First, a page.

When Apple released the first iPhone in 2007, it ushered in the modern era of mobile technology. We’d had cellphones for awhile, some of which had fancy features like email and music playback. But with the iPhone, we finally had a pocket-sized device that could do many things that were previously only possible on a computer.
Over the years, the iPhone has gotten loads of new features, many of which were inspired by other smartphones that popped up in the meantime. But it hasn’t always been smooth sailing. Here are some of the biggest problems in iPhone history.
Probably the biggest iPhone problem that ever occurred was one Steve Jobs famously labelled “Antennagate.” This was a problem that afflicted some iPhone 4 owners, who complained of dropped calls on their shiny new device. Apparently, because the iPhone 4 had its antennas on the outside of the phone rather than on the inside, touching the spot where two antennas met could cause the iPhone to lose its signal. The problem was bad enough that, for the first time, Consumer Reports decided not to recommend that year’s model of iPhone.
Mr. Jobs took matters into his own hands by calling a press conference to address the issue. On stage, he said it wasn’t as big a deal as the tech press made it out to be and suggested people not hold the phone with a “death grip.” As a result of a class action lawsuit, Apple ended up giving iPhone 4 owners a choice between a $15 settlement or a rubber “bumper” that alleviated the issue by covering up the antennas. And thus, Antennagate came to an end.
2. Apple Maps
Google Maps has been the go-to map service for as long as it has existed. In fact, the pre-installed iPhone Maps app used to be Google Maps, thanks to a partnership between Apple and Google. But when competition between the two companies ratcheted up in 2006, Apple ditched Google’s high-quality map service for one of its own making.
You may remember that as a rough year for iPhone owners. Apple Maps was severely lacking thanks to a wealth of incomplete or out of date information. All too often, you’d ask it to direct you somewhere only to wind up somewhere else entirely. Nowadays, Google has its own Google Maps app on iPhone, and Apple Maps works much better.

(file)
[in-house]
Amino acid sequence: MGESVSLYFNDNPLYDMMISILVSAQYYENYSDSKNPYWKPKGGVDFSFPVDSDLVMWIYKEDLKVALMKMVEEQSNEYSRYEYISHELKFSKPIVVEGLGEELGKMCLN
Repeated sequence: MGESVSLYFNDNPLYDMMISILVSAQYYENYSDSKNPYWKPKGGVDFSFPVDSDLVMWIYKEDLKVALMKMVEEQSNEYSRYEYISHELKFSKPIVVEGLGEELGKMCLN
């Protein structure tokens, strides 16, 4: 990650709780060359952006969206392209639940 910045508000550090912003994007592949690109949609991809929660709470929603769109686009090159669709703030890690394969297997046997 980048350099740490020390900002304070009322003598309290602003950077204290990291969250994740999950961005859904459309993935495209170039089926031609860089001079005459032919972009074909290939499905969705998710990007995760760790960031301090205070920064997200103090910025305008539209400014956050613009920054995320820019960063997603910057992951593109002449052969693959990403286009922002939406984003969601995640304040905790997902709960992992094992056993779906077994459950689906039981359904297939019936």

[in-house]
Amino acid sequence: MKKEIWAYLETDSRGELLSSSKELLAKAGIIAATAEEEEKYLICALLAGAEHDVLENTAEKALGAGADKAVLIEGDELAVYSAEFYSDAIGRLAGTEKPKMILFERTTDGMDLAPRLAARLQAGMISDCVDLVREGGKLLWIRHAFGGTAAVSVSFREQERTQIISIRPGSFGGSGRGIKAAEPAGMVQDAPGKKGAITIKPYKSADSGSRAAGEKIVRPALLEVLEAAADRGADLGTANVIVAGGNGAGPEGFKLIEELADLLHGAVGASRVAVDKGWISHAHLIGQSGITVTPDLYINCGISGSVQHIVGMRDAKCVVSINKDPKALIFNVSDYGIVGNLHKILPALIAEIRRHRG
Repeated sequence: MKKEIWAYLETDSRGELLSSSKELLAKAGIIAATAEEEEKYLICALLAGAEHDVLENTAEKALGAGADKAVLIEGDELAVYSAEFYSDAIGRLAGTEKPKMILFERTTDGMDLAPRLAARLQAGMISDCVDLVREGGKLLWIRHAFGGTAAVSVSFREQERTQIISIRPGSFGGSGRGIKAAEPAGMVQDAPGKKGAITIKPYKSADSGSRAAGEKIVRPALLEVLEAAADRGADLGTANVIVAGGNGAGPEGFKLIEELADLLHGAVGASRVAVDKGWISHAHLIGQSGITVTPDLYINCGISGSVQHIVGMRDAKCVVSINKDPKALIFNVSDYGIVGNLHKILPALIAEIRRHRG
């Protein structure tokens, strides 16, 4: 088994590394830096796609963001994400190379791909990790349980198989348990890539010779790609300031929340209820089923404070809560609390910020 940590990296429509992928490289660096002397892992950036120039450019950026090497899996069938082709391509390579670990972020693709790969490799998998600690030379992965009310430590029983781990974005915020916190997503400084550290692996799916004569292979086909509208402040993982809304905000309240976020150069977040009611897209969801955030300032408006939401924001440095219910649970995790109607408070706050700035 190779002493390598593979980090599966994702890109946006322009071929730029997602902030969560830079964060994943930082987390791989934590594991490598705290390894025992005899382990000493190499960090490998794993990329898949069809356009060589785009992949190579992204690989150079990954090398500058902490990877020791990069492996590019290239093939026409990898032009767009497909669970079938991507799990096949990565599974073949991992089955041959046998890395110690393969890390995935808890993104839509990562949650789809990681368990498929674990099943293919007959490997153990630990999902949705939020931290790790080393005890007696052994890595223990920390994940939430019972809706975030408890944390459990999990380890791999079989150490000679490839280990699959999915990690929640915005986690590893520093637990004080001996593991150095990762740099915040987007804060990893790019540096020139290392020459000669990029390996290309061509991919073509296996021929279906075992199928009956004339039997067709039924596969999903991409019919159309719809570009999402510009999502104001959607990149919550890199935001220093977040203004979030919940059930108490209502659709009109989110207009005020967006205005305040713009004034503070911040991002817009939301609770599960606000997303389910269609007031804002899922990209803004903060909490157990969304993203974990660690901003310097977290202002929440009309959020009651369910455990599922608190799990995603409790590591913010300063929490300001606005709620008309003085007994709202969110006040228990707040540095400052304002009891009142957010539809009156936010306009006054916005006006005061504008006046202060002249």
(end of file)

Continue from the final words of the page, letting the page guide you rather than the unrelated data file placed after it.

3. Updates bricking iPhones
All software updates come with potential problems and hiccups, and the iPhone’s operating system is no exception. A number of the updates to iOS have caused a small percentage of people’s phones to stop working altogether. Often, the only solution is to wait for Apple to fix the update, and then re-download it through iTunes on a computer.
Pro tip: Always back up your phone before updating to a new version of iOS.
4. Lack of core functions
It’s not easy creating an entirely new class of device. When Apple introduced the iPhone, it didn’t have a whole lot of bells and whistles. It didn’t even have the App Store, so the apps that shipped on it were the only apps you could use. Other core functionality we take for granted today was missing for years, including copy and paste, which Apple introduced in iOS 3 (then called iPhone OS 3.0). Now all iPhone owners are much better off.
5. Pre-release leaks
This isn’t a problem for consumers, but it sure is a big one for Apple. Starting with the infamous story of the iPhone 4 winding up in a Gizmodo reporter’s hands before it was announced, Apple can’t seem to keep anything under wraps. If you pay attention to the Apple rumor mill nowadays, you’re unlikely to find any surprises when Apple unveils the new iPhone each year.
6. Not enough storage
For years leading up to the iPhone 7, the entry level iPhone came with only 16GB of storage. That was fine in the early days of the smartphone when apps were generally small and photos weren’t as sharp. But that’s not the world we’ve lived in for some time.
If you’ve only had a 16GB iPhone for the past few years, you’ve probably spent a good deal of time deleting older apps and photos to make room for new ones. With the iPhone 7, Apple finally bumped up the bottom tier to 32GB, giving entry-level iPhone owners more space to play around with. Let’s just hope Apple keeps raising the floor as space-hogging apps and features keep coming out.
7. The U2 album no one wanted
Apple thought it was doing everyone a solid by giving all iPhone owners a surprise copy of the U2 album Songs of Innocence in 2014. As it turns out, a lot of people didn’t want it and were highly upset that Apple dropped it into their music library without warning. If your phone was set up to automatically download new music added to your collection, the album just showed up on your phone whether you liked it or not.
It sounds ungrateful in hindsight, but people were surprisingly peeved to have such a gift forced on them. As a result, Apple released a web tool to remove the album from your library.